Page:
Best weapon against bullying: knowledge
Niagara University is one of countless communities bringing attention to the issue of bullying. More than 50 students and faculty attended the university's first informational event on Oct. 19.
Educators and youth workers from school districts throughout Niagara County are joining NU's students Nov. 1 for the CyberBullying and Bullying Workshop.
This event is mainly geared towards educators and future educators, said Chelsea Riedl, a graduate assistant in the Institute of Applied Learning. It'll increase awareness of the issue, as well as give information about the new national legislation.
Recent legislation was passed requiring all grade schools to have a specialist in bullying, beginning in September 2012. On a second front, New York state is pushing legislation to make cyberbullying third-degree stalking.
The best way to take care of a bully is to bully the bully, said Assistant Dean for External Relations Patricia Wrobel, who is coordinating the event. If we teach kids how to push back “ without being abusive “ the bully can go away. Our goal is to best prepare our future educators to go out and handle bullying.
One of the most recent high-profile bullying events involved 14-year-old Jamey Rodemeyer of Williamsville, N.Y., who committed suicide after being picked on.
Niagara University is aiming to educate its community on what happened to Jamey, and explain the consequences of bullying and how widespread it's become.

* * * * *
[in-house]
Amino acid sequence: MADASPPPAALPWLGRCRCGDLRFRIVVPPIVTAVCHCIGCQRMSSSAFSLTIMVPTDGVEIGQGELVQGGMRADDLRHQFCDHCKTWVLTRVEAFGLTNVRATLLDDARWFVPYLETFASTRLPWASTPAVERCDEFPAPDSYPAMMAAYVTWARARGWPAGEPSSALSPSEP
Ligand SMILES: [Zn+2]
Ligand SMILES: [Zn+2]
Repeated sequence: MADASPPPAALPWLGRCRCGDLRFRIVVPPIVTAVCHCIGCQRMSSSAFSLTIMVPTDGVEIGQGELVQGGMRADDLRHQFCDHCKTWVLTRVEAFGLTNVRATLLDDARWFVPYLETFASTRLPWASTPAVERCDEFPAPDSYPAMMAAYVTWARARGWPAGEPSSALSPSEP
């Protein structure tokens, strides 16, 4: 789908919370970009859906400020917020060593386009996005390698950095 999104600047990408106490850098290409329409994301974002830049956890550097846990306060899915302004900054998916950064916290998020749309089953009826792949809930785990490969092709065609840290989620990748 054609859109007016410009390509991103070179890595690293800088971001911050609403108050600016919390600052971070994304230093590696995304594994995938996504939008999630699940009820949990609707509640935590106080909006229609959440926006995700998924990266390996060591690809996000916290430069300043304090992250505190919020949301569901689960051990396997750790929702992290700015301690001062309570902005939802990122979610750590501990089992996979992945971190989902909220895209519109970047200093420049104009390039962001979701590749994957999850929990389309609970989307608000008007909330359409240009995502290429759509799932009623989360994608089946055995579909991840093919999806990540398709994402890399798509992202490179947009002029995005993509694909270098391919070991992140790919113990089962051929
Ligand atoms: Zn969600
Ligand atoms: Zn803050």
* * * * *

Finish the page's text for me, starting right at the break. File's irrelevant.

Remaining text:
You've got cyberbullying and bullying, and then there's group bullying. It's not a generic thing, Wrobel said.
In mid-October, NU's Diversity Advocates hosted a free Dinner Theater: Let's Talk about Bullying event, which was designed to help increase knowledge among the university's community. During the event, several students discussed their own personal stories and experiences with bullying of all sorts.
Erika Osberg, a sophomore in psychology, shared recent results of a study she has been conducting on cyberbullying. She said, for example, that out of a population the size of NU's (approximately 3,300), 10 people have recently thought about committing suicide as a result of being bullied.
NU faculty and staff also participated in the event, sharing information about this issue from their respective fields of study.
As for long-term bullying awareness, Wrobel explained that it's being weaved into the NU curriculum in the education department.
Diversity Advocates, meanwhile, is hosting events in support of anti-bullying ideals. For more information on the group and its efforts, visit http://www.niagara.edu/diversityadvocates.